Skip to main content

Curated research library of TV news clips regarding the NSA, its oversight and privacy issues, 2009-2014

Click "More / Share / Borrow" for each clip's source context and citation link. HTML5 compatible browser required

Primary curation & research: Robin Chin, Internet Archive TV News Researcher; using TV News Archive service.

Speakers

Saxby Chambliss
U.S.Senator R-Georgia, Vice-Chairman of the Senate Select Committee on Intelligence
CSPAN2 11/18/2014
Chambliss: Do we need to modify it? You bet. And Senator Feinstein and I did a good job of that considering 10 amendments within our committee, voting on all 10 of them, some of them passed, some of them didn't, and the bill came out of our committee on a bipartisan vote -- bipartisan vote. This amendment of Mr. Leahy has not even gone to the judiciary committee to give the members of the judiciary committee the opportunity to review it, to file amendments on it, to debate it in committee, and vote on it. That's not the way this institution has ever worked and it's not the way it should work here in a lame-duck session with time running out and particularly on this controversial and sensitive and important program as the 215 FISA amendment program.
Ted Cruz
U.S. Senator, R-Texas
CSPAN2 11/18/2014
Cruz: Many months ago the American people were astonished to learn that the federal government was collecting bulk metadata of personal cell phones from millions of law-abiding citizens. This legislation protects the constitutional rights of privacy under the fourth amendment while maintaining important tools to protect national security and law enforcement. This is bipartisan legislation that enjoys the support of the intelligence community and also the tech community. The bill is not perfect, but in my view we should take it up and consider reasonable amendments on the floor to make it better but it is imperative that we stand together united protecting the bill of rights.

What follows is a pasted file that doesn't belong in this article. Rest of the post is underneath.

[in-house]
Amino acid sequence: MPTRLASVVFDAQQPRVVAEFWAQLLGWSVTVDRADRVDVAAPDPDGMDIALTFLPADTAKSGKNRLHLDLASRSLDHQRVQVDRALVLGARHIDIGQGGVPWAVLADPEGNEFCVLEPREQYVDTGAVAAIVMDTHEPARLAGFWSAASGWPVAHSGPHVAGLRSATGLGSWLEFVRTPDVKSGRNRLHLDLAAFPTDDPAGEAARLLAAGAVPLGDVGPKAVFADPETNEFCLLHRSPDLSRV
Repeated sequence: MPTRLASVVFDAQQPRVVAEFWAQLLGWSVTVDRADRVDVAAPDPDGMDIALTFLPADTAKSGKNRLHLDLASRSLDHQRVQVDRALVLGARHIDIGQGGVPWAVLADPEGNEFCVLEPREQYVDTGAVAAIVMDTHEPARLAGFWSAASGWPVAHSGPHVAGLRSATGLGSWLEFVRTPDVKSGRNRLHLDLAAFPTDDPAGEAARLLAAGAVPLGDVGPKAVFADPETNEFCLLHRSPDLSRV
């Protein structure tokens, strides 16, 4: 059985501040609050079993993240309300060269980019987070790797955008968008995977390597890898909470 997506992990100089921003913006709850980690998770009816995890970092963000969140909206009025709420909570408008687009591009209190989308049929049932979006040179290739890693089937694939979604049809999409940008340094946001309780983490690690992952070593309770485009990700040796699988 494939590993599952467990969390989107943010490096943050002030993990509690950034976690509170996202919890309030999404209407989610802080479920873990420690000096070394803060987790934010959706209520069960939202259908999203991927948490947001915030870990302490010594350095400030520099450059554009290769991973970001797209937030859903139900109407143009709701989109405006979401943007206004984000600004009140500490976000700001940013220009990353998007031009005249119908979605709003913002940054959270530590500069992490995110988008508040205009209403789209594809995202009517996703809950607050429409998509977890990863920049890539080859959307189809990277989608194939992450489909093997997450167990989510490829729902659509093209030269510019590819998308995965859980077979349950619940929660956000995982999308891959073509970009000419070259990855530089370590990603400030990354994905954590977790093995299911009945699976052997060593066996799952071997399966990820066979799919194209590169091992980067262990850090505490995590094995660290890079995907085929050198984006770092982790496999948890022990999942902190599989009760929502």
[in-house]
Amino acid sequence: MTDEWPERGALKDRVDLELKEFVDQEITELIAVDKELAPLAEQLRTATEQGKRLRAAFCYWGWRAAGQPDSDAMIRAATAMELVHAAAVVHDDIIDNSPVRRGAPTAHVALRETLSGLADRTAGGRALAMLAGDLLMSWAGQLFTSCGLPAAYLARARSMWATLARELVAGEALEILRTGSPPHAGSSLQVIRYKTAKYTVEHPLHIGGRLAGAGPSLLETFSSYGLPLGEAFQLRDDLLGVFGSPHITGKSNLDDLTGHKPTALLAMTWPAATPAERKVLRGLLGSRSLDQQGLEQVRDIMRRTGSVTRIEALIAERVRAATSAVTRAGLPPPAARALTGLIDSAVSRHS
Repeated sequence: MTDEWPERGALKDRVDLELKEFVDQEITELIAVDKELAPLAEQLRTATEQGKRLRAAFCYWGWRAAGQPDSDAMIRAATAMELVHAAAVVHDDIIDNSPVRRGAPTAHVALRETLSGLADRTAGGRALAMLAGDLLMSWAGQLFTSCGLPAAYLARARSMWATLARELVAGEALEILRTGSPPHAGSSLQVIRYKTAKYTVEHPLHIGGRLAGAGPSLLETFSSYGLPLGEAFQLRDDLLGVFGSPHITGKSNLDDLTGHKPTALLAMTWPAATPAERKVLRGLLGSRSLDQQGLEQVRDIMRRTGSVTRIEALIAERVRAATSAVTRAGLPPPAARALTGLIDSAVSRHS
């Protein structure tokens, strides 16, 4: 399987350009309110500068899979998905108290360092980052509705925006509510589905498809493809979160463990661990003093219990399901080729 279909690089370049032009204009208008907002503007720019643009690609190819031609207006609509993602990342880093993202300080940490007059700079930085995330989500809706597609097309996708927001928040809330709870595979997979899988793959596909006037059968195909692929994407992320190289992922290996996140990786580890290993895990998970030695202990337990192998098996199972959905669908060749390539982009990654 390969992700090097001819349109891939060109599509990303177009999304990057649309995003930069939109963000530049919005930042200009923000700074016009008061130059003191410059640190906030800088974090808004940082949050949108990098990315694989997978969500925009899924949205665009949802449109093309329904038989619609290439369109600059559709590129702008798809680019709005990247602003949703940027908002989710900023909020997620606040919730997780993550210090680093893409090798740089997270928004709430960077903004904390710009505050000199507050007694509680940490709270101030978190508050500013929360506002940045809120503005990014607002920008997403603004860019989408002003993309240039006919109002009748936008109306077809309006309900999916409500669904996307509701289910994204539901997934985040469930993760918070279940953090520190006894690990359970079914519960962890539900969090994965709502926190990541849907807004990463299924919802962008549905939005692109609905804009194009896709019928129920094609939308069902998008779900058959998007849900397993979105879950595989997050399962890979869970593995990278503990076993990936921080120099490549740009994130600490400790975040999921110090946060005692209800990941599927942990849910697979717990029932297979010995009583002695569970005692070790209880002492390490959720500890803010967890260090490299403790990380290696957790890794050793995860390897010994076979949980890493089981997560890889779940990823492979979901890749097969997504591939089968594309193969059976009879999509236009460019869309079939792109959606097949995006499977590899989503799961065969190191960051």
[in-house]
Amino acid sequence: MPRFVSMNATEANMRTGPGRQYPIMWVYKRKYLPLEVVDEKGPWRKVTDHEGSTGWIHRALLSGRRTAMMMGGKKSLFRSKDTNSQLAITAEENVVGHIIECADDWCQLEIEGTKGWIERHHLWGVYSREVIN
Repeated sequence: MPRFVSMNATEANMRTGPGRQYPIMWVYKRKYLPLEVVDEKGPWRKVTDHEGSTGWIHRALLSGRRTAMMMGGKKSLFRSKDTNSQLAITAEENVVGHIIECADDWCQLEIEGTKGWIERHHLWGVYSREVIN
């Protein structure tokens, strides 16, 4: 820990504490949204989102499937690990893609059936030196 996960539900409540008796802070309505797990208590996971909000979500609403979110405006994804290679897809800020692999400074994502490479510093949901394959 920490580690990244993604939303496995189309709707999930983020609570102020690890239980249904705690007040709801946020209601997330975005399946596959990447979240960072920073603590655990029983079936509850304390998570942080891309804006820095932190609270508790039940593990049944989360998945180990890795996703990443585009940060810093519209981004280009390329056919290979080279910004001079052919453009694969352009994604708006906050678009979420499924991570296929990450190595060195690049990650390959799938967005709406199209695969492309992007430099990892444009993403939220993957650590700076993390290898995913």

Patrick Leahy
U.S. Senator (D- Vermont), Judiciary Committee Chairman
CSPAN2 11/18/2014
The presiding President of the Senate: On this vote, the yeas are 58, the nays are 42. Three-fifths of the senators duly chosen and sworn not having voted in the affirmative, the motion is not agreed to. Leahy: Mr. President? Pres. Of Senate: The Senator from Vermont. Mr. Leahy Leahy: Mr. President, obviously I'm disappoint by tonight's vote. I'm not new to this fight. I mean, we've had six hearings on this issue. We had the interesting testimony of the head of the N.S.A. who talked about 50-some-odd terrorist activities that have been thwarted by what was in the law. But when he had to testify in public, it came down to possibly one. I mention that because people ask whether we had hearings. We had six.
Patrick Leahy
U.S. Senator (D- Vermont), Judiciary Committee Chairman
CSPAN2 11/18/2014
Leahy: But the reason I say I'm not new to this fight, the very first vote I cast as a United States senator in 1975 was in favor of the senate resolution that created the Church committee. I've worked ever since to ensure a strong oversight of surveillance authorities. We found the Church committee that administrations of both parties had so badly misused the tools they had in the intelligence community and we tried to put in restrictions that would balance our constitutional rights and our security we needed as Americans. And we tried to do that and I think we did.
Patrick Leahy
U.S. Senator (D- Vermont), Judiciary Committee Chairman
CSPAN2 11/18/2014